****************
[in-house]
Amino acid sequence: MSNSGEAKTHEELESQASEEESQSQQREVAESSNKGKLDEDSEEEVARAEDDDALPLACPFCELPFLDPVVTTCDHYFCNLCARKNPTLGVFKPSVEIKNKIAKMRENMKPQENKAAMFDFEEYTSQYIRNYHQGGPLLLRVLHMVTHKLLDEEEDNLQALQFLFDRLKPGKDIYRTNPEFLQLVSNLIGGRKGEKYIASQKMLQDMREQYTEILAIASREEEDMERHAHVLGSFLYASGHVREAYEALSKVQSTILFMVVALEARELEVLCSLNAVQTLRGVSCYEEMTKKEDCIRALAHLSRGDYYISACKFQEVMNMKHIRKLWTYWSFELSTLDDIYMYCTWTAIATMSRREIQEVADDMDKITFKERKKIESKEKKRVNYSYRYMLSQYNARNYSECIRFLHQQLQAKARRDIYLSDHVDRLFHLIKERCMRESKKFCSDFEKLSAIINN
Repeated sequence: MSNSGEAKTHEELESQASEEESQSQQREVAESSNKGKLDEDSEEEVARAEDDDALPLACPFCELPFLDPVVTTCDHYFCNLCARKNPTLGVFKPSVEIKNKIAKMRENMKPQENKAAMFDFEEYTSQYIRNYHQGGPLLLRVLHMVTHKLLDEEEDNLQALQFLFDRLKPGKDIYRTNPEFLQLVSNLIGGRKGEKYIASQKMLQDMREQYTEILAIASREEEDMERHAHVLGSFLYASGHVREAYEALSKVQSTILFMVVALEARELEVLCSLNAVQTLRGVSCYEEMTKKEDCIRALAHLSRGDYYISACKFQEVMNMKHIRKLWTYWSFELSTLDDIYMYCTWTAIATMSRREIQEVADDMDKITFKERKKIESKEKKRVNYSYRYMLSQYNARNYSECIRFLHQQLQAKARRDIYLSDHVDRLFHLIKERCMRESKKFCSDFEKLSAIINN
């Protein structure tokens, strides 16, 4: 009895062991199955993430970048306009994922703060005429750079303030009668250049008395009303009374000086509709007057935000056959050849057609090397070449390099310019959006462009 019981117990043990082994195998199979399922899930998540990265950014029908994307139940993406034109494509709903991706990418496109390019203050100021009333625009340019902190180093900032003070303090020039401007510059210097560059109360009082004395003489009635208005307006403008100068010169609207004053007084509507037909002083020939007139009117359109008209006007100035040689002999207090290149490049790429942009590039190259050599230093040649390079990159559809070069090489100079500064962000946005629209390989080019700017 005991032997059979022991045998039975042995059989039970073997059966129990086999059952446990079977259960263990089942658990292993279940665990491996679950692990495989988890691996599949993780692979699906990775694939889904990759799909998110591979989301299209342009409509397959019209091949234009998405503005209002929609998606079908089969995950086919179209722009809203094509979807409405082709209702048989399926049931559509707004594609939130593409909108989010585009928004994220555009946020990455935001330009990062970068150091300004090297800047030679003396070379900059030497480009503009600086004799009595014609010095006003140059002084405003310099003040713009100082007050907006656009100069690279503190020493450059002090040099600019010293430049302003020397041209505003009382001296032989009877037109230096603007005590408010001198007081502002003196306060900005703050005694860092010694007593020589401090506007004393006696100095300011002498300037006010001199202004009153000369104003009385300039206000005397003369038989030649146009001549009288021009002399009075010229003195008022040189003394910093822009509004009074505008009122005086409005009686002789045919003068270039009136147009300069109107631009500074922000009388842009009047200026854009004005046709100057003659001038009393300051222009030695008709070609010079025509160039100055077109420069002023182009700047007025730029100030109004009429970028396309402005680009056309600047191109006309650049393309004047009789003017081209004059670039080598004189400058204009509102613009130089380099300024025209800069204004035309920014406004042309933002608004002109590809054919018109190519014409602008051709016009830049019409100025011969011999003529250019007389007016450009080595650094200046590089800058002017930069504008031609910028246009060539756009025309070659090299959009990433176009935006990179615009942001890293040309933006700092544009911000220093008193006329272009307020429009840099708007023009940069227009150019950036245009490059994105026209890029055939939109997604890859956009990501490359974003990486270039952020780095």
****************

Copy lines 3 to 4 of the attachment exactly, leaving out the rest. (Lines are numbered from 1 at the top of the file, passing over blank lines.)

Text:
Repeated sequence: MSNSGEAKTHEELESQASEEESQSQQREVAESSNKGKLDEDSEEEVARAEDDDALPLACPFCELPFLDPVVTTCDHYFCNLCARKNPTLGVFKPSVEIKNKIAKMRENMKPQENKAAMFDFEEYTSQYIRNYHQGGPLLLRVLHMVTHKLLDEEEDNLQALQFLFDRLKPGKDIYRTNPEFLQLVSNLIGGRKGEKYIASQKMLQDMREQYTEILAIASREEEDMERHAHVLGSFLYASGHVREAYEALSKVQSTILFMVVALEARELEVLCSLNAVQTLRGVSCYEEMTKKEDCIRALAHLSRGDYYISACKFQEVMNMKHIRKLWTYWSFELSTLDDIYMYCTWTAIATMSRREIQEVADDMDKITFKERKKIESKEKKRVNYSYRYMLSQYNARNYSECIRFLHQQLQAKARRDIYLSDHVDRLFHLIKERCMRESKKFCSDFEKLSAIINN
């Protein structure tokens, strides 16, 4: 009895062991199955993430970048306009994922703060005429750079303030009668250049008395009303009374000086509709007057935000056959050849057609090397070449390099310019959006462009 019981117990043990082994195998199979399922899930998540990265950014029908994307139940993406034109494509709903991706990418496109390019203050100021009333625009340019902190180093900032003070303090020039401007510059210097560059109360009082004395003489009635208005307006403008100068010169609207004053007084509507037909002083020939007139009117359109008209006007100035040689002999207090290149490049790429942009590039190259050599230093040649390079990159559809070069090489100079500064962000946005629209390989080019700017 005991032997059979022991045998039975042995059989039970073997059966129990086999059952446990079977259960263990089942658990292993279940665990491996679950692990495989988890691996599949993780692979699906990775694939889904990759799909998110591979989301299209342009409509397959019209091949234009998405503005209002929609998606079908089969995950086919179209722009809203094509979807409405082709209702048989399926049931559509707004594609939130593409909108989010585009928004994220555009946020990455935001330009990062970068150091300004090297800047030679003396070379900059030497480009503009600086004799009595014609010095006003140059002084405003310099003040713009100082007050907006656009100069690279503190020493450059002090040099600019010293430049302003020397041209505003009382001296032989009877037109230096603007005590408010001198007081502002003196306060900005703050005694860092010694007593020589401090506007004393006696100095300011002498300037006010001199202004009153000369104003009385300039206000005397003369038989030649146009001549009288021009002399009075010229003195008022040189003394910093822009509004009074505008009122005086409005009686002789045919003068270039009136147009300069109107631009500074922000009388842009009047200026854009004005046709100057003659001038009393300051222009030695008709070609010079025509160039100055077109420069002023182009700047007025730029100030109004009429970028396309402005680009056309600047191109006309650049393309004047009789003017081209004059670039080598004189400058204009509102613009130089380099300024025209800069204004035309920014406004042309933002608004002109590809054919018109190519014409602008051709016009830049019409100025011969011999003529250019007389007016450009080595650094200046590089800058002017930069504008031609910028246009060539756009025309070659090299959009990433176009935006990179615009942001890293040309933006700092544009911000220093008193006329272009307020429009840099708007023009940069227009150019950036245009490059994105026209890029055939939109997604890859956009990501490359974003990486270039952020780095």